One of the major obsessions of modern art theory is the one of the cultural wall that is actually referring to the institutional walls, the over- determined modernist white cube of four gallery walls (Brighenti 2009) and the following artworks representing symbolic capital in domestic space.

The use of the intramuros/ extramuros symbolic system, inside and outside the walls, names both material and symbolic spaces, zones of authority, and hierarchies of identity (Brighenti 2009). The link of cultural wall system with the symbolic intramuros/ extramuros system is profound if we consider that within the institutional boundaries of the art world system, we learn what type of art is included and includable and excluded and excludable.

The dominant visibility regimes tend to function according to this concept but when the actual wall is collapsed and is no longer boundary for the art piece that is converted to a street performance, then the extramural becomes included and includable. The collapse of the wall between the viewer and the art piece is not only imagined, in this case, such as it was required and presupposed in Dadaism, but becomes an actual practice through street art.

What is actually happening with street art nowadays is that street artists as other nomads inscribe visual interventions that are not only working at the local community level but also globally. They are working on different cities’ canvases and documenting their work for all to be able to see. The example of Banksy’s stencil work at the Palestinian boarder walls that has been viewable from people all over the world prove that the art of the extramural world has reconceived both material and conceptual walls and spaces; the extramural becomes post- mural (Irvine 2011).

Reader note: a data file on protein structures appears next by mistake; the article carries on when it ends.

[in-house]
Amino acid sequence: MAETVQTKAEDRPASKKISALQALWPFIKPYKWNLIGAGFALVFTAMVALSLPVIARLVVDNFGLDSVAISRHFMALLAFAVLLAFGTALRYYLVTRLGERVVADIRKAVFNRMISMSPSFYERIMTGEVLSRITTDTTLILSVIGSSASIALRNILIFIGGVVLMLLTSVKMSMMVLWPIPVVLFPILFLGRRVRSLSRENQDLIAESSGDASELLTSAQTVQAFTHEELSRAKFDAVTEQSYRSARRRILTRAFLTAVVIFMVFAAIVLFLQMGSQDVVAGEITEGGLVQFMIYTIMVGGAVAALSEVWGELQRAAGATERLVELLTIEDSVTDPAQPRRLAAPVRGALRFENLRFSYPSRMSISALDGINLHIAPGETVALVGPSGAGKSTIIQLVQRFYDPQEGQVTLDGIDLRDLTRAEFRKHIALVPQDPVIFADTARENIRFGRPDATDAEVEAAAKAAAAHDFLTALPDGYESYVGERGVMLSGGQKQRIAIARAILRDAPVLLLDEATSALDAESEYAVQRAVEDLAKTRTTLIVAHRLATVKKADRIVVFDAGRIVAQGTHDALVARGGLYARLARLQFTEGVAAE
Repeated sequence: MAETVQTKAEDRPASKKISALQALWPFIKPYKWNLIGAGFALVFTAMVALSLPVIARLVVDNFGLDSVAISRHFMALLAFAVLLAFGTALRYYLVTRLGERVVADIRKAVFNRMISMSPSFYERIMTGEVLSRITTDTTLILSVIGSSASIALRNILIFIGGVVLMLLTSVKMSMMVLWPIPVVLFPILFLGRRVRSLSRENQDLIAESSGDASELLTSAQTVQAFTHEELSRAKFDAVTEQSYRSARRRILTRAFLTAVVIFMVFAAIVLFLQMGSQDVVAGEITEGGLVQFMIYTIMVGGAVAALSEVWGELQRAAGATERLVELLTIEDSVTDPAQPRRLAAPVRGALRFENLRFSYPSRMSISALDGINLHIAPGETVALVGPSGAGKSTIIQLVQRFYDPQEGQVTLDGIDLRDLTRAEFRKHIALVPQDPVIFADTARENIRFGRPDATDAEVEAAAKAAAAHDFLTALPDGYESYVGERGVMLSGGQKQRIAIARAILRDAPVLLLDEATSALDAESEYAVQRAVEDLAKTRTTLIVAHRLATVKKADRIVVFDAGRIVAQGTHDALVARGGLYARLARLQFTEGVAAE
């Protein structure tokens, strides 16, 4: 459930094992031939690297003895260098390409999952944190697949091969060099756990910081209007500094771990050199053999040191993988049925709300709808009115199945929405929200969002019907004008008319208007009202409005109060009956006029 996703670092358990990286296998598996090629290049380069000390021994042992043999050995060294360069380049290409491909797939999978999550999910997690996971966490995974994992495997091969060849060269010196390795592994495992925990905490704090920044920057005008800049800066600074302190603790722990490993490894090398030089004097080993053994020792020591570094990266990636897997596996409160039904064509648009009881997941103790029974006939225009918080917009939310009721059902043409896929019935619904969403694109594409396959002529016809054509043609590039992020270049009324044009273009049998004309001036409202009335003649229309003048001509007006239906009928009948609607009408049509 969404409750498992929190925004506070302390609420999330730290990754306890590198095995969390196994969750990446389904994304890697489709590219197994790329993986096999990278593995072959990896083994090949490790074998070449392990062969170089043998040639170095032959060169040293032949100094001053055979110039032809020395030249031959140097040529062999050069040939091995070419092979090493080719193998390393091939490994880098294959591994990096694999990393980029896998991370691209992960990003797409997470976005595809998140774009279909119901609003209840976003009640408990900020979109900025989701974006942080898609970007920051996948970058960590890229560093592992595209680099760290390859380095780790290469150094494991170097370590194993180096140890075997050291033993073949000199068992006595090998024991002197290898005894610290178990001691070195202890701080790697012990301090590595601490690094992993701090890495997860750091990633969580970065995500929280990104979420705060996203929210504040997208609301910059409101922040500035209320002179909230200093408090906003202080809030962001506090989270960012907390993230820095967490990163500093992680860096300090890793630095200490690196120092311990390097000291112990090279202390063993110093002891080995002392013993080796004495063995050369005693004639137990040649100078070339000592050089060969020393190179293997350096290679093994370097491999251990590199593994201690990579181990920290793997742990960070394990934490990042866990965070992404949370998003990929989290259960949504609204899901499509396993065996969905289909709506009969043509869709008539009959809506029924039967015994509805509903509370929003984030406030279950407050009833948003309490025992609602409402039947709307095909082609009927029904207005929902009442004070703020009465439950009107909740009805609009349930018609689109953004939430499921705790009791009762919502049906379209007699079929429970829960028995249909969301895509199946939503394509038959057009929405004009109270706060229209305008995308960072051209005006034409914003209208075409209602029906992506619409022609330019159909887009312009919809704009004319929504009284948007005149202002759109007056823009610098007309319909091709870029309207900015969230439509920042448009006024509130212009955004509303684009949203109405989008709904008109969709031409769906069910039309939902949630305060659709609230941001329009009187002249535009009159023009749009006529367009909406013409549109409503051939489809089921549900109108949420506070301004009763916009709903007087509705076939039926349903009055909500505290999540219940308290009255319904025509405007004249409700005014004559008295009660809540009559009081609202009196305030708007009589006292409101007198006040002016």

Alsayyad, N. & Ananya, R. (2006) Medieval Modernity: On Citizenship and Urbanism in a Global Era. In Space and Policy Vol 10 No 1, pp 1-20.

Banksy (2005) Pictures of Walls. Pictures on walls.
Banksy (2005) Wall and Piece. England, Random House.

Banksy (2005) Pictures of Walls. Pictures on walls.

Brighenti, A. (2009) Walled urbs to urban walls- and return? On the social life of walls. In The Wall and the City. Trento, Professional Dreamers’ Press.

Brighenti, A. & Mattiucci, C. (2009) Editing Urban Environments: Territories, Prolongations,Visibilities. In Mediacity . Berlin, Frank & Timme.

Foucault, M. (1977) Discipline and Punish: The birth of the Prison. New York, Pantheon Books.

Frisby, D. (2001) Cityscapes of Modernity: Critical Explorations. Cambridge, Polity Press.

Irvine, M. (2011) The Work on the Street: Street Art and Visual Culture. In Sandwell, B. & Heywood, I. eds. Handbook of Visual Culture. London, Palgrave Macmillan.